City claimed that the City Engineer had discretionary authority to approve the beacon warning design and that the complaint was barred by the design immunity provisions of section 830.6.
Appellants opposed the summary judgment motion on the theory that the warning beacon was not part of the approved project design. Appellants also claimed there were triable facts that the intersection/crosswalk was a dangerous condition. Appellant's highway and traffic expert, Edward Ruzak, declared that the intersection/crosswalk was dangerous due to the volume of vehicular and pedestrian traffic, high traffic speed, road width and parking lanes, adjacent commercial driveways, roadway visual distractions, an obscured crosswalk warning sign, the length of the crosswalk, and the sub-optimal beacon warning.
The trial court ruled that the action was barred by the design immunity statute and that the warning beacon “represents an additional safety feature for the crosswalk. That does not reduce the safety of the plan or design. Rather it increases the safety of the intersection design. To make the City liable for adding extra safety features, ․ defies logic and reasonable application of the design immunity.”
We review the order granting summary judgment de novo. (Merrill v. Navegar, Inc. (2001) 26 Cal.4th 465, 476.) Section 835, subdivision (b) provides that a public entity is liable for injury proximately caused by the dangerous condition of its property if the dangerous condition created a reasonably foreseeable risk of the kind of injury sustained, and the public entity had actual or constructive notice of the condition a sufficient time before the injury to have taken preventative measures. (Cornette v. Department of Transportation (2001) 26 Cal.4th 63, 68.)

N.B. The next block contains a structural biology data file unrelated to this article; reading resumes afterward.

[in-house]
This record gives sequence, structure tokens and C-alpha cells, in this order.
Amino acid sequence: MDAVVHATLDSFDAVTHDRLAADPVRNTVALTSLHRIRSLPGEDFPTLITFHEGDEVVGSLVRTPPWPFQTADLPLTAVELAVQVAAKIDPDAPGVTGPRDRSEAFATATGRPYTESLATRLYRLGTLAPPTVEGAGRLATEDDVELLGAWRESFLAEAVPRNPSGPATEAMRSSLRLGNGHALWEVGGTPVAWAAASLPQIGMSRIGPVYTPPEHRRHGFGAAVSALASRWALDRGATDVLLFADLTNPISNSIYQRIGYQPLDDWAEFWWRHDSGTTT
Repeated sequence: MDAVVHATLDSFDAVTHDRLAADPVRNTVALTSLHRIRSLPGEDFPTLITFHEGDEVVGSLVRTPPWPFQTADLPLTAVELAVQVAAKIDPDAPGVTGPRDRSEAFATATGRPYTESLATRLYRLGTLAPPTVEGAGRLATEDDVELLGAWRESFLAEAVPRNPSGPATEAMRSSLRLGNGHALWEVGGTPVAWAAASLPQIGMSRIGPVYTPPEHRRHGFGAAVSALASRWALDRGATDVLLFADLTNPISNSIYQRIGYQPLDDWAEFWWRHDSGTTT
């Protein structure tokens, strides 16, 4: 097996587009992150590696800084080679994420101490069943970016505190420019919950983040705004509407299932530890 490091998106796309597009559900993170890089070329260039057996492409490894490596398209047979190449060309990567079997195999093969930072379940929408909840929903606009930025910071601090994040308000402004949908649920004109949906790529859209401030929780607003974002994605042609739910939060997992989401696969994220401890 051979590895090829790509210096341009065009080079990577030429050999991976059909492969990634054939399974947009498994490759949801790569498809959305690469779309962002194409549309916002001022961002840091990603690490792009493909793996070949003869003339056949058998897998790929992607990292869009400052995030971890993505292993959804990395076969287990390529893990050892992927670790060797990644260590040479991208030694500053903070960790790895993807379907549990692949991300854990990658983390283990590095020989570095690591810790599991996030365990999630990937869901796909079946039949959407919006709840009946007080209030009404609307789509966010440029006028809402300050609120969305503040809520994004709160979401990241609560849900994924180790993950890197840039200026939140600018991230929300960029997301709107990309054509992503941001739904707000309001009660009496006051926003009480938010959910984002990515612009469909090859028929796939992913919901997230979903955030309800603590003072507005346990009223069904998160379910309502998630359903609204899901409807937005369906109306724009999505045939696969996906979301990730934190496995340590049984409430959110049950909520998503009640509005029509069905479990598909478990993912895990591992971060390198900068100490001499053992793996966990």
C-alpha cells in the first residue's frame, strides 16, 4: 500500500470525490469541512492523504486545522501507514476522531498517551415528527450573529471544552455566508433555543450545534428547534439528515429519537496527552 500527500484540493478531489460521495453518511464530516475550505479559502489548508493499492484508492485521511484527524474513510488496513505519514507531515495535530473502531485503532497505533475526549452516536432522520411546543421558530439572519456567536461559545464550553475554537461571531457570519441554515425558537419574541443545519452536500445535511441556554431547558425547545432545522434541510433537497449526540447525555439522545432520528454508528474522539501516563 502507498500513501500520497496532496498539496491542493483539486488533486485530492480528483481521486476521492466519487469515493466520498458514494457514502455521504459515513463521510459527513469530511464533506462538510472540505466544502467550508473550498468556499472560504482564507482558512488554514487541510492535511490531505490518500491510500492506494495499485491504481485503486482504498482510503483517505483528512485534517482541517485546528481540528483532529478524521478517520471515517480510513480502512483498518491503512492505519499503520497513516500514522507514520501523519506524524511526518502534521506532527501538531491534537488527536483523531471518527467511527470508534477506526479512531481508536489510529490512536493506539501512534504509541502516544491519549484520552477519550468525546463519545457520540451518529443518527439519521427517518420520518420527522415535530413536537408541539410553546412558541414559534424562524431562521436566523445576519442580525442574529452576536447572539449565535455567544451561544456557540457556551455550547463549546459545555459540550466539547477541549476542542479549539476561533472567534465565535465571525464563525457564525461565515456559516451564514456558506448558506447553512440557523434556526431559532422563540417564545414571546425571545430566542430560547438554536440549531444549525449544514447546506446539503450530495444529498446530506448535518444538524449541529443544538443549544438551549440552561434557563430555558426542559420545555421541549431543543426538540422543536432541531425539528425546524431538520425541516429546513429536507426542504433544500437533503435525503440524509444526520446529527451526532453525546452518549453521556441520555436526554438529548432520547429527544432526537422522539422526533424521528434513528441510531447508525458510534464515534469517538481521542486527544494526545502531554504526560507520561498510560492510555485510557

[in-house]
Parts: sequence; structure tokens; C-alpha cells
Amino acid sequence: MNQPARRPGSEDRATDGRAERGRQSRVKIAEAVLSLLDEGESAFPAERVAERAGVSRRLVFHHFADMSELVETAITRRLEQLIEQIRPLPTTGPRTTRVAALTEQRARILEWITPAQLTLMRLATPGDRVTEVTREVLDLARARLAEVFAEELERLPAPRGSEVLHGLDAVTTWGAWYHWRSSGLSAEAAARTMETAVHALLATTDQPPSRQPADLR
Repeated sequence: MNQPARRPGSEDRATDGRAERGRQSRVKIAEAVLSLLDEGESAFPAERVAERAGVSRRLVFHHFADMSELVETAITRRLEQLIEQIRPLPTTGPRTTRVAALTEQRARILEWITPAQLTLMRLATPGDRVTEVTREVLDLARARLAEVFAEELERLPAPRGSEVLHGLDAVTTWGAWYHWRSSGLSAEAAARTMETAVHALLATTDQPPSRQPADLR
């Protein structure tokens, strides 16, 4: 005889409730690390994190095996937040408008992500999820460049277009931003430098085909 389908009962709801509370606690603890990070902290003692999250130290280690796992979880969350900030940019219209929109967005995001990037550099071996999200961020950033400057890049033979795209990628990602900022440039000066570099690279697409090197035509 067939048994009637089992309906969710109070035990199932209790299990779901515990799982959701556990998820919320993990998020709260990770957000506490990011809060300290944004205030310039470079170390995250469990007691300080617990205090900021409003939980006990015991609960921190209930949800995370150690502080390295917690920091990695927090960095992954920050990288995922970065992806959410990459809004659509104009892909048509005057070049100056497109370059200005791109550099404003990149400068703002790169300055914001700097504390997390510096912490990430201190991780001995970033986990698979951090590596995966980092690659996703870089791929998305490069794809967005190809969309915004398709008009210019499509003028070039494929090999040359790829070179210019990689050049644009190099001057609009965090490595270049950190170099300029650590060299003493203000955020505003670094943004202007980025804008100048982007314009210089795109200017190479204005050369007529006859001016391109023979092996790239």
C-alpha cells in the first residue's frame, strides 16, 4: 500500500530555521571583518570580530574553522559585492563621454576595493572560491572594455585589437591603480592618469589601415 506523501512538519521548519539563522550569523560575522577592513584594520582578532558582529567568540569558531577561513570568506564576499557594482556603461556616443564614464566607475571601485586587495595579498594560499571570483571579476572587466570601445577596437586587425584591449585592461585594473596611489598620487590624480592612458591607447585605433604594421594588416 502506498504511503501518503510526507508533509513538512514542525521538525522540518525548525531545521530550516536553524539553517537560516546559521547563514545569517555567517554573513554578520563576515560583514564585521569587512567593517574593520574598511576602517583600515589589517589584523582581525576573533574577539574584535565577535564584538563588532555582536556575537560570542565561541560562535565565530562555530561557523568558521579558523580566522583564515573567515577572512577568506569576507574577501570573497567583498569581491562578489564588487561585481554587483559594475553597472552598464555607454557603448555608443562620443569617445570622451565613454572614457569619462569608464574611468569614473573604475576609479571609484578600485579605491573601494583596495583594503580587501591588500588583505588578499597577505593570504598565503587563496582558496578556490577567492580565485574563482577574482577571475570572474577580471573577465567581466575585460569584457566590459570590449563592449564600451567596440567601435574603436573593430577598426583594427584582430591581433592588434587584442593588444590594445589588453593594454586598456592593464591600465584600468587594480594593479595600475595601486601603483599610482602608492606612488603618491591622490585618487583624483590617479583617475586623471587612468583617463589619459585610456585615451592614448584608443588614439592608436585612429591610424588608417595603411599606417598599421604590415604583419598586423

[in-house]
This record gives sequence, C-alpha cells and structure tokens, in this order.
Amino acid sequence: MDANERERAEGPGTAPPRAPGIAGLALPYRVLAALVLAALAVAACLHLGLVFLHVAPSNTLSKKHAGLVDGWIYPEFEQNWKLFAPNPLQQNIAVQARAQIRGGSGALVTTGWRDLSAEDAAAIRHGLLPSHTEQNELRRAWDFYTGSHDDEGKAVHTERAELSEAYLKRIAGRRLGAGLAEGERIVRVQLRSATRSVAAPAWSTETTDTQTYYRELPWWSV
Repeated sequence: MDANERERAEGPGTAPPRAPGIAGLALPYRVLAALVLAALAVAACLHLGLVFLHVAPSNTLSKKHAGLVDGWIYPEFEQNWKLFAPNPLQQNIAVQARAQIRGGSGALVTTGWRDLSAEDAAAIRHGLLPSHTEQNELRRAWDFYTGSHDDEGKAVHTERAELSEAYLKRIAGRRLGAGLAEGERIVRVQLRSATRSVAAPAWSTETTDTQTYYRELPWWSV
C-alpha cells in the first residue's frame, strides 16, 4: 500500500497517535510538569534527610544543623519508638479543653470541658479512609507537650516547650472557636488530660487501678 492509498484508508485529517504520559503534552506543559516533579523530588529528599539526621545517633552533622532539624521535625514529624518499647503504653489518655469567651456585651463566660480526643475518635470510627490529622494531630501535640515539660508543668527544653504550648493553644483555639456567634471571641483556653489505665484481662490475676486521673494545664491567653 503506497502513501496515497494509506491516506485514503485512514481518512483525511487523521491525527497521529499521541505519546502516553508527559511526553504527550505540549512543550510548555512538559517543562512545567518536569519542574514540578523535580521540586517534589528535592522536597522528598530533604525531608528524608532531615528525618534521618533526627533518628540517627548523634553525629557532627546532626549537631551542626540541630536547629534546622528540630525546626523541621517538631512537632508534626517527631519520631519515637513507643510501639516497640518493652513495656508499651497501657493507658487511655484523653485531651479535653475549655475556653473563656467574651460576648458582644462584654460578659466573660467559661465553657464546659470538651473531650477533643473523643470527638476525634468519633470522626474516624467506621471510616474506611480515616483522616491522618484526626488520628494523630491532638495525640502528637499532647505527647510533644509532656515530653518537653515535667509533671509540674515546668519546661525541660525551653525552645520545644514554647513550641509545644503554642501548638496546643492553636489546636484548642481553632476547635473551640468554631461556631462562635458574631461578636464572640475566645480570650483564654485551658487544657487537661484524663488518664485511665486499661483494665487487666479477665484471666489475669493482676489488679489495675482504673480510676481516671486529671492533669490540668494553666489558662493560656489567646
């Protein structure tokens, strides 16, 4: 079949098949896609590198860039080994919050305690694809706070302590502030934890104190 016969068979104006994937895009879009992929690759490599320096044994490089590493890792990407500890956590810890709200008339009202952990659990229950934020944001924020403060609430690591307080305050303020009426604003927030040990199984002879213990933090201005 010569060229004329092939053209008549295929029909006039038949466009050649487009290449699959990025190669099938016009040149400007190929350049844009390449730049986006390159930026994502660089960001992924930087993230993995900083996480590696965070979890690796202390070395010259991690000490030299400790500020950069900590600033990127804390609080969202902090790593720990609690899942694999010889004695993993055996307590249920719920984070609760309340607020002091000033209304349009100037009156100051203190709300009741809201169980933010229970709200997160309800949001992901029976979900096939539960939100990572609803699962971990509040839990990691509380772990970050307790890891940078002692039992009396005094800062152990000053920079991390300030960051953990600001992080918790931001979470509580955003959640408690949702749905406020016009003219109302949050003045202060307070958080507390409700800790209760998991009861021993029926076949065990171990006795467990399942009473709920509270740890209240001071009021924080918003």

A public entity may avoid liability by raising the affirmative defense of design immunity. (§ 830.6; Cornette v. Department of Transportation, supra, 26 Cal.4th at 69.) Section 830.6 provides in pertinent part: “Neither a public entity nor a public employee is liable under this chapter for an injury caused by the plan or design of a construction of, or improvement to public property where such plan or design has been approved in advance of the construction or improvement by the legislative body of the public entity or by some other body or employee exercising discretionary authority to give such approval or where such plan or design is prepared in conformity with standards previously so approved․” (Italics added.) In order to establish design immunity, City must show: (1) a causal relationship between the plan or design and the accident, (2) discretionary approval of the plan or design before the construction or improvement, and (3) substantial evidence supporting the reasonableness of the plan or design. (Cornette v. Department of Transportation, supra, 26 Cal.4th at p. 69.) The first two elements, causation and discretionary approval of the design, are resolved as issues of law if the facts are undisputed. (Alvis v. County of Ventura (2009) 178 Cal.App.4th 536, 550.)